FORT LAUDERDALE (AP) — Republican lawmakers' quest to expand a Medicaid privatization program statewide was dealt a blow last week after federal health officials said the state could not impose $10 monthly premiums on Medicaid beneficiaries.
The Centers for Medicare and Medicaid Services also denied the state's proposal to charge $100 co-pays for any non-emergency ER visits, according to a letter sent Feb. 9. Federal health officials said the fees violated several statutes designed to protect nearly three million of state's most vulnerable residents.
Lawmakers passed the bills last year trying to rein in the Medicaid budget of more than $20 billion a year and increase accountability for providers. Under the plan, the government pays private companies a set amount for handling a specific number of residents — similar to a health maintenance organization, or HMO, in the private sector. The companies, in turn, decide how to care for the patients, including which doctors they can see and what treatments can be prescribed.
The privatization program builds on a controversial five-county pilot program that started in 2006. Patients said they struggled to get doctor's appointments and doctors dropped out of the program complaining the health plans denied the treatments they prescribed. Several health care providers also dropped out of the program, saying they couldn't turn a profit, leaving patients to be deal with gaps in services as they were bounced between plans.
There has also been little data evaluating the program. The state has not tracked what services were denied and it's unclear whether the small amount of savings was because patients got less care or because it was delivered more efficiently.
Several outspoken Democratic lawmakers, including Rep. Elaine Schwartz, have hammered the importance of such data, worrying the for-profit health providers will line their pockets with administrative costs unless closely monitored. Federal health officials have insisted the state require private health plans to spend 85 percent of funds on patient care.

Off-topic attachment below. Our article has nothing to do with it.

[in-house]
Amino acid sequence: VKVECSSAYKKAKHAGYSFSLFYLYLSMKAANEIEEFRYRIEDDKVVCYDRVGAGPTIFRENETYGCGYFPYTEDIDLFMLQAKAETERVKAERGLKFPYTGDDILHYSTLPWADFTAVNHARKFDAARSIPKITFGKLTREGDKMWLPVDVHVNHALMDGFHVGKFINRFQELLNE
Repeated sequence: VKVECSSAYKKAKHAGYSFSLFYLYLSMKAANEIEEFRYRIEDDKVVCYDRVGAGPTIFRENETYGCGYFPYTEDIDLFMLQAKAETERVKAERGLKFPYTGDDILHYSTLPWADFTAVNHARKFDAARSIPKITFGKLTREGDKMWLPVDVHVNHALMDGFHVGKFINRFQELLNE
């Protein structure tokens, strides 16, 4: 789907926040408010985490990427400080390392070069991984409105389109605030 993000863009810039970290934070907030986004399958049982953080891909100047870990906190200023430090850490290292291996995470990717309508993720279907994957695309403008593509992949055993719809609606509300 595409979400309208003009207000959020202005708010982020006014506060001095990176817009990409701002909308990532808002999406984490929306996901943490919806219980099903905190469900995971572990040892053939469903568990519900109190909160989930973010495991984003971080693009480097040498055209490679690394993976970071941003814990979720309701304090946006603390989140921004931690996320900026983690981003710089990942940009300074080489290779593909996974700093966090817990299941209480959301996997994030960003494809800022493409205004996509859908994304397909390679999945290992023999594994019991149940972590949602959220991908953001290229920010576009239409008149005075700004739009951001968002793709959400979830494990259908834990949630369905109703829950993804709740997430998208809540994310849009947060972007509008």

“We hope this is just the start of gutting this bad program, and not a mere sop to those of us who see Florida's proposal as a true gutting of the purposes of Medicaid,” Schwartz said.
Federal health officials applauded the state's desire to cut down on unnecessary emergency room visits and said they would work with the state on other alternatives to meet that goal, according to the letter.
Officials at Florida's Agency for Health Care Administration said they were disappointed with the CMS decisions but said they would continue to work with the federal agency on other key elements and they are confident statewide expansion can move forward.
Supporters said the legislation fixed problems in the pilot program by adding increased oversight for providers and more stringent penalties, including fining providers up to $500,000 if they drop out. The measures also increase doctors' reimbursement rates and limits malpractice lawsuits for Medicaid patients in hopes of increasing doctor participation in the program.
The bills require providers to generate a five percent savings the first year, which could save the state about $1 billion.
“Florida is still recovering from a challenging economy. Washington is broke. I remain hopeful that the Obama administration will work with us as equal partners in Medicaid and respect the Legislature's right to control our state budget,” said Republican Sen. Joe Negron, who spearheaded the health overhaul.
Democrats in both the House and Senate voted against the state's Medicaid overhaul last year and health care advocates have since sent a stream of letters from unhappy patients to federal health officials, urging them to reject a statewide expansion.